In the summer months there is a significant increase in foodborne infections. As Dr. Antonio Voza, Head of the First Aid Service at Humanitas, explained in an interview, the reasons for this increase are different.

First of all, the heat and humidity are the perfect habitat for the proliferation of bacteria, and the food consumed outdoors is exposed to contamination.

Another risk factor is traveling abroad, especially to exotic countries where food safety and hygiene levels are more precarious.


Only bottled water

“If you are traveling to an exotic country, it is advisable to drink only bottled water and also use it to wash fruit and vegetables bought in stores,” recommends Dr. Voza.

It is then necessary to pay attention to the foods that are purchased, checking the expiry date and the condition of the products, as in the case of frozen foods: “Frozen foods must not have frost and the packaging must not be swollen, which indicates that there is an ongoing bacterial proliferation”.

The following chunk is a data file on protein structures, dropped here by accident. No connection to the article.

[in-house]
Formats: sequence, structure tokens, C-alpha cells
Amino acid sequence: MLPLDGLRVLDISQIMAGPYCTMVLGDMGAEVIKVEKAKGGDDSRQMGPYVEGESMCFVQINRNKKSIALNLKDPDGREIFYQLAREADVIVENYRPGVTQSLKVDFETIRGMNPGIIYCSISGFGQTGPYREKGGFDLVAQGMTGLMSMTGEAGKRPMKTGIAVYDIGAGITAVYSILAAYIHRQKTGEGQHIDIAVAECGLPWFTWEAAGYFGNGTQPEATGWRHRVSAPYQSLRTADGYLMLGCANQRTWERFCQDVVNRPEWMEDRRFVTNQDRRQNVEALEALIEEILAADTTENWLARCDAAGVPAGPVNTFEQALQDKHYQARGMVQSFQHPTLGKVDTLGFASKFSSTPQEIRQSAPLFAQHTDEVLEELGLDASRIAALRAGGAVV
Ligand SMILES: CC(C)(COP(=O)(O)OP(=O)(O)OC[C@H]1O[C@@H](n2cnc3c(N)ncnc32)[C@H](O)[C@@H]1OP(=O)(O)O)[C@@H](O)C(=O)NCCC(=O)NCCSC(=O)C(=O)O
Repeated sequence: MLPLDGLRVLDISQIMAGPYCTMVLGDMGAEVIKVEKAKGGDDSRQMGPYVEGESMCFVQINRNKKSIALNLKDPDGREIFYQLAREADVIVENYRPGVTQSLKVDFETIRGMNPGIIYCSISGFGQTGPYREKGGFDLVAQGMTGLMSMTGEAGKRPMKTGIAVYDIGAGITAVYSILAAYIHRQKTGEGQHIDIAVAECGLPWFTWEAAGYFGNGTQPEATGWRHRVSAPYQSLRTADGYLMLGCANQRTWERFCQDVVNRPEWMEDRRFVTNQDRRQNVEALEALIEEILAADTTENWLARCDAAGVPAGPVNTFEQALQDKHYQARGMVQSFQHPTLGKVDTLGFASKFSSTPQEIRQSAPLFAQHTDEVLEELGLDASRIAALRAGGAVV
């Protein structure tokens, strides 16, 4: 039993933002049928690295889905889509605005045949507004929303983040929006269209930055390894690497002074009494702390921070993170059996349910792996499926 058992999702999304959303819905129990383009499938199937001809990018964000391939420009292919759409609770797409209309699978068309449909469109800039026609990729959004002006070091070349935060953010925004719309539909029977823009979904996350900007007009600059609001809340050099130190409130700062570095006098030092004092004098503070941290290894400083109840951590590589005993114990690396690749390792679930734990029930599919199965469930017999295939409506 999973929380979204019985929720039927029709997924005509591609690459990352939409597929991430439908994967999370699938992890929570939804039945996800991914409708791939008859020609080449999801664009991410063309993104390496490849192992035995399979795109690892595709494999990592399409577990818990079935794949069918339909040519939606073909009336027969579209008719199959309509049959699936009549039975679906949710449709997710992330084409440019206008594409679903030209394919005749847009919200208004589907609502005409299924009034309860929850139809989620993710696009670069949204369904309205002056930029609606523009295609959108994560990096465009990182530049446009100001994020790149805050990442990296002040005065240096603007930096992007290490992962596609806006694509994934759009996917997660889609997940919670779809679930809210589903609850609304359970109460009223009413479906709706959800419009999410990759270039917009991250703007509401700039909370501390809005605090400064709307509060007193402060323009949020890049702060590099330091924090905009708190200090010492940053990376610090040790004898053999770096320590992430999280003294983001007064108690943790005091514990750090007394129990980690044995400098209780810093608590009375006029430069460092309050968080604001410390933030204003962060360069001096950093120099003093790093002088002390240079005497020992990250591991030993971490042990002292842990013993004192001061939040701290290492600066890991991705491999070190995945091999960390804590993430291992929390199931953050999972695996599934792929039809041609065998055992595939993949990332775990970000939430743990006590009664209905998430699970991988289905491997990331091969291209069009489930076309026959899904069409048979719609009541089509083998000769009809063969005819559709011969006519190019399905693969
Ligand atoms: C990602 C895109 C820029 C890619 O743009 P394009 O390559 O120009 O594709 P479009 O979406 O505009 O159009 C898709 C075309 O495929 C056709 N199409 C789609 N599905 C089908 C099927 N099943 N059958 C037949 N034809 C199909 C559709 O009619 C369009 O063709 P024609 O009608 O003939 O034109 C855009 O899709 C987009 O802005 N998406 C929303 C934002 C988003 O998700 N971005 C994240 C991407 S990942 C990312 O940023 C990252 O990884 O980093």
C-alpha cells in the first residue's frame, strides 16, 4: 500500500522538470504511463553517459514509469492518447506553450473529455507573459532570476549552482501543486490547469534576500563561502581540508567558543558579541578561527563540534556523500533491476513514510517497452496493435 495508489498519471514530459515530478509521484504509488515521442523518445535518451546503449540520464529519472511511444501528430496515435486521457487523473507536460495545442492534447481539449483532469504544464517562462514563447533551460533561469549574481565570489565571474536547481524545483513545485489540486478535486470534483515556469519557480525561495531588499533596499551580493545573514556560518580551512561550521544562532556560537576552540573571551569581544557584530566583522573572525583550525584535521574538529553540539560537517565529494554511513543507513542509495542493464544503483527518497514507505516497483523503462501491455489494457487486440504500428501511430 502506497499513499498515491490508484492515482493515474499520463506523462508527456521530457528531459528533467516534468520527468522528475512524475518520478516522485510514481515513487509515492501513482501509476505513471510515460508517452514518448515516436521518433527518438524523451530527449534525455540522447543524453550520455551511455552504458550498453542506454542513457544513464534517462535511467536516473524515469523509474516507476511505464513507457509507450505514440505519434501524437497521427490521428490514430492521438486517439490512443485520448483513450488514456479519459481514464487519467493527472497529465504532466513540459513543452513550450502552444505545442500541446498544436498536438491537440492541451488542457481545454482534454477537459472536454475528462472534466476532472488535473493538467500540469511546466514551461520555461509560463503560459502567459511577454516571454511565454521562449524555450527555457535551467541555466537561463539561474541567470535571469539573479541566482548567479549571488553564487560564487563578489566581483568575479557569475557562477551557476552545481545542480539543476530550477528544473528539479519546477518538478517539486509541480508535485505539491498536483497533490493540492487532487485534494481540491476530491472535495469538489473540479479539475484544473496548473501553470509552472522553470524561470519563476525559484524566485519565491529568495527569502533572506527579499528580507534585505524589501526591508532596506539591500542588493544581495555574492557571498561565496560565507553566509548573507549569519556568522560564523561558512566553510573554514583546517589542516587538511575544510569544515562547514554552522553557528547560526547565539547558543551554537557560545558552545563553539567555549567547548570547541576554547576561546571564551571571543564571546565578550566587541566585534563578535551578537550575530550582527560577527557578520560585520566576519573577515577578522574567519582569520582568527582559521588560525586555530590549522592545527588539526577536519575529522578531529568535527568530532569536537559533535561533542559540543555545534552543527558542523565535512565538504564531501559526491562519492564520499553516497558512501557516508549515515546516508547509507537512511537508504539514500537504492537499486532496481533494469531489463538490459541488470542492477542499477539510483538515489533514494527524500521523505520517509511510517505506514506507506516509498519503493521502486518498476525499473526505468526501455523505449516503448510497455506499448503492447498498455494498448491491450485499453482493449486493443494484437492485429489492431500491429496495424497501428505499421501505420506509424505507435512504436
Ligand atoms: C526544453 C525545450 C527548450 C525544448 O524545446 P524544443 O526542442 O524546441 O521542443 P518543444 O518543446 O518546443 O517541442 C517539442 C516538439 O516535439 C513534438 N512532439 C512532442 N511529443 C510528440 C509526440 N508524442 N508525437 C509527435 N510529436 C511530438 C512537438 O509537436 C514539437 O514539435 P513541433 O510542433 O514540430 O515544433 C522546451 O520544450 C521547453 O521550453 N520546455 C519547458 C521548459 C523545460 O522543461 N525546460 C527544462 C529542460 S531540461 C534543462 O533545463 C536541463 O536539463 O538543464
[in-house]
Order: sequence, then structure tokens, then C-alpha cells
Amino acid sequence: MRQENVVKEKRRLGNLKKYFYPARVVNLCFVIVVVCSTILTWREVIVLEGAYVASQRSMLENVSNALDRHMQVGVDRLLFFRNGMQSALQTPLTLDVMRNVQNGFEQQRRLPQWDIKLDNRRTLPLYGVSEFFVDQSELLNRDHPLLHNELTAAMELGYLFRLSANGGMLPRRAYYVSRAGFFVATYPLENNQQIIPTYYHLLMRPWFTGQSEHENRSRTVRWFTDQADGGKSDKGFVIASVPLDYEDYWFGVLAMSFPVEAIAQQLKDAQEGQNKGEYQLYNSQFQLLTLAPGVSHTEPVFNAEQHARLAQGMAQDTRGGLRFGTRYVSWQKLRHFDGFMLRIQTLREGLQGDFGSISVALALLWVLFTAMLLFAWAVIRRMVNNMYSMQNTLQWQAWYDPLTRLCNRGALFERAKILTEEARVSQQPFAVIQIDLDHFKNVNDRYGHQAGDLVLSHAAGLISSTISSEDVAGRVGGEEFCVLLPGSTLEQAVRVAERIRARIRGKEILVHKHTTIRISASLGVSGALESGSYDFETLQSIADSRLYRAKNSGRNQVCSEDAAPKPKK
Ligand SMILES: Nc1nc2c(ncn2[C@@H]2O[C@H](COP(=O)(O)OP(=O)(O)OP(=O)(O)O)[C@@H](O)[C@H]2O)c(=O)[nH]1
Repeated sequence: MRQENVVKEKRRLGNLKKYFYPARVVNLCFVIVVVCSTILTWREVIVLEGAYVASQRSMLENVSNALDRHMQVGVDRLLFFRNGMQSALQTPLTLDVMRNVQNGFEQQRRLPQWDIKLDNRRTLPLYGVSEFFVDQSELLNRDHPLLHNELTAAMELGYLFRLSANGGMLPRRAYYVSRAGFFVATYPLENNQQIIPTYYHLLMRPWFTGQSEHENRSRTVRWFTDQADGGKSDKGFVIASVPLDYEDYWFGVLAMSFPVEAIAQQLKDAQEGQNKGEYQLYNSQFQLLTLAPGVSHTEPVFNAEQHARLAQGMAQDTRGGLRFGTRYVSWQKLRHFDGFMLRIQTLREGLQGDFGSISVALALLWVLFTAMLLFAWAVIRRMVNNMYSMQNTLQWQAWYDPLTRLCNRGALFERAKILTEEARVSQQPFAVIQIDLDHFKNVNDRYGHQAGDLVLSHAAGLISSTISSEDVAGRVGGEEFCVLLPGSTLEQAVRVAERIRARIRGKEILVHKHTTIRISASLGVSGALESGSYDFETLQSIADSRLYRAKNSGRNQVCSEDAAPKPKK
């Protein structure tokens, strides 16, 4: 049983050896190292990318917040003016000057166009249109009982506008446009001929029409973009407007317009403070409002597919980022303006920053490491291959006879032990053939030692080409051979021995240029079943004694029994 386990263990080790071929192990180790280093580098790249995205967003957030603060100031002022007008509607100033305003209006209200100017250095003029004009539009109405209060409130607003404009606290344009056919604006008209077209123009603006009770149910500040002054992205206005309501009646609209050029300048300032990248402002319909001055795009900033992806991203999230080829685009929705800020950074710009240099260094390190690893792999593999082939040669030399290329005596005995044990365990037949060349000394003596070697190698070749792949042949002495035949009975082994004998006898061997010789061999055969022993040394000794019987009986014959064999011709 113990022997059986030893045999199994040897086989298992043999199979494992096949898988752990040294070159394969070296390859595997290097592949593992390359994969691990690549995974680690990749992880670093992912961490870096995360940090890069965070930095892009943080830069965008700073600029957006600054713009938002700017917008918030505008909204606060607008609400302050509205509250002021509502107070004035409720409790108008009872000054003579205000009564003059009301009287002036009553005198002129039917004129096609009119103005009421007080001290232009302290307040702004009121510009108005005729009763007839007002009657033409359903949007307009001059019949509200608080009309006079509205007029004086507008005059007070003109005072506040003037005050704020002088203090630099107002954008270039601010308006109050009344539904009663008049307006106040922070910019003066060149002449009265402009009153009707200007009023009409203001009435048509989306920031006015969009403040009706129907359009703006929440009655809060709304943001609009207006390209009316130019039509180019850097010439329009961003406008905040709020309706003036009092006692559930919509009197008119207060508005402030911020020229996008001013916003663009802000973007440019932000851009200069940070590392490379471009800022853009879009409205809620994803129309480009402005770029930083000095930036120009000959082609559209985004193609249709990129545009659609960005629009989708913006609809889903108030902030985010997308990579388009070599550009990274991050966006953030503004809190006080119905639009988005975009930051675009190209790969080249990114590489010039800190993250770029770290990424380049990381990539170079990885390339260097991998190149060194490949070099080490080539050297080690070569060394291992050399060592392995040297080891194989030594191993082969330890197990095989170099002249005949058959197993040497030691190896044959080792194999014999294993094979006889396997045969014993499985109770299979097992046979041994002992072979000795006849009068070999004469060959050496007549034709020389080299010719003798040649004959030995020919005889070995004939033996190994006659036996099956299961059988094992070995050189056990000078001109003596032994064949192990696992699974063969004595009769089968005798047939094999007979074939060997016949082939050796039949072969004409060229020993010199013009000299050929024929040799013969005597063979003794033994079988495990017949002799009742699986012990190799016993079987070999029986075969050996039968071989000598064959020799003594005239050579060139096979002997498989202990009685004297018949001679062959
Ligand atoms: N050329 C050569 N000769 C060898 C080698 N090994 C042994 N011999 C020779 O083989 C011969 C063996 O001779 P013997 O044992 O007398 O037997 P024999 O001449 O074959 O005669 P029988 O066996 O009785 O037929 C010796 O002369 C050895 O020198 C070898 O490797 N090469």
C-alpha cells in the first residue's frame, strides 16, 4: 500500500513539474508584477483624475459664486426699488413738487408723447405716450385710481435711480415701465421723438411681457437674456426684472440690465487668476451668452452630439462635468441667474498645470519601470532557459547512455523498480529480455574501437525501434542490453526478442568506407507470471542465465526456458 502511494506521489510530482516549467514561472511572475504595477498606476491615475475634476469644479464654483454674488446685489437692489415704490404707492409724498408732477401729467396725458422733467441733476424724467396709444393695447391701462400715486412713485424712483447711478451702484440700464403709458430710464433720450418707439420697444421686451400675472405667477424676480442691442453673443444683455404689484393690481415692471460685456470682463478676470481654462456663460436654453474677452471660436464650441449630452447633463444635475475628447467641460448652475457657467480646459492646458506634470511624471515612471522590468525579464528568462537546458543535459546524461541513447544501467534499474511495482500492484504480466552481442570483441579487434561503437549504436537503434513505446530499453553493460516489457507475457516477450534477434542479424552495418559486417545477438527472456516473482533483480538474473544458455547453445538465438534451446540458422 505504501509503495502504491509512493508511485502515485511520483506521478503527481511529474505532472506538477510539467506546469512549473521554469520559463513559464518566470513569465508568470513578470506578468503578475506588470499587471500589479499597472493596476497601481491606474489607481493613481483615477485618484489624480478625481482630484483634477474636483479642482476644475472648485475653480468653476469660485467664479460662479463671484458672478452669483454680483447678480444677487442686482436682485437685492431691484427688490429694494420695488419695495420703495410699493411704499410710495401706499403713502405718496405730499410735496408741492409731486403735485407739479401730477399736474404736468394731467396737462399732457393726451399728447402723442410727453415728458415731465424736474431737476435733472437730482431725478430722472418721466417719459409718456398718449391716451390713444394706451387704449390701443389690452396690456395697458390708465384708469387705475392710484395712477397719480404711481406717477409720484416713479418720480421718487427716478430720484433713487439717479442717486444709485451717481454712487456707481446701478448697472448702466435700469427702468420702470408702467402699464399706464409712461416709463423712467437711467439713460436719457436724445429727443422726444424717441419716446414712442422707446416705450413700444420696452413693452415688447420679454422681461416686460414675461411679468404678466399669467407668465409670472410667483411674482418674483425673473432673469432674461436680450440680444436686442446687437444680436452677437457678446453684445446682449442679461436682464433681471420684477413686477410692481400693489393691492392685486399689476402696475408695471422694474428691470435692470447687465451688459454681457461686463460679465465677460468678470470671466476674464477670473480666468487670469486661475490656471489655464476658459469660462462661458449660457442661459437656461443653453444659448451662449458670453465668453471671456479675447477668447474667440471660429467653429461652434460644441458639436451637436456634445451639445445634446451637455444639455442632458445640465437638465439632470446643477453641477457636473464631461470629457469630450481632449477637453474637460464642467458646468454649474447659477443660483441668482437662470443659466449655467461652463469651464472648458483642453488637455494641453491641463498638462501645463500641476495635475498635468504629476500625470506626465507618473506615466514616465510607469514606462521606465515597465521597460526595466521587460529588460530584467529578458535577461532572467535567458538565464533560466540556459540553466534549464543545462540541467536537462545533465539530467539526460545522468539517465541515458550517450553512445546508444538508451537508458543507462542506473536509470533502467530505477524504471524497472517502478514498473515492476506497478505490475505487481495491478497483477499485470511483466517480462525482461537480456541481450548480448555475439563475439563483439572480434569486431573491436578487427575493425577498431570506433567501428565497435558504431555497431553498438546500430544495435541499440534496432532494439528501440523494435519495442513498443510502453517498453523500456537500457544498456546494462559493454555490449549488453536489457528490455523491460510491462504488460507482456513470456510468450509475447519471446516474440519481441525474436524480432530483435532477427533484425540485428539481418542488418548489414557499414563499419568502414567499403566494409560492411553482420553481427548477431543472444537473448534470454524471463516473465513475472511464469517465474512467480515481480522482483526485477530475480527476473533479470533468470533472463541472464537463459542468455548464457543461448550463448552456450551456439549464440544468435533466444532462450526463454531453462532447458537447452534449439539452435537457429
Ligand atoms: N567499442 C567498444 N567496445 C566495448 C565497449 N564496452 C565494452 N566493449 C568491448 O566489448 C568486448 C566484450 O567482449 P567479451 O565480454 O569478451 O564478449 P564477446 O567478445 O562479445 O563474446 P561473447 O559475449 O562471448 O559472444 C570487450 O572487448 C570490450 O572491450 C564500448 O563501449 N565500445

One eye on the refrigerator

“Especially in the presence of eggs and dairy products, the refrigerator must not be overcrowded, because this affects the maintenance of the temperature, which on average must not exceed 4 degrees.

Raw food and cooked food must not be close together, because raw food could contaminate cooked food,” explains Dr. Voza.


The hands: the first vehicle for infections

Hands are the first vehicle for infections, so it is best to wash them often. It is also advisable to look at food retailers and prefer glove shops.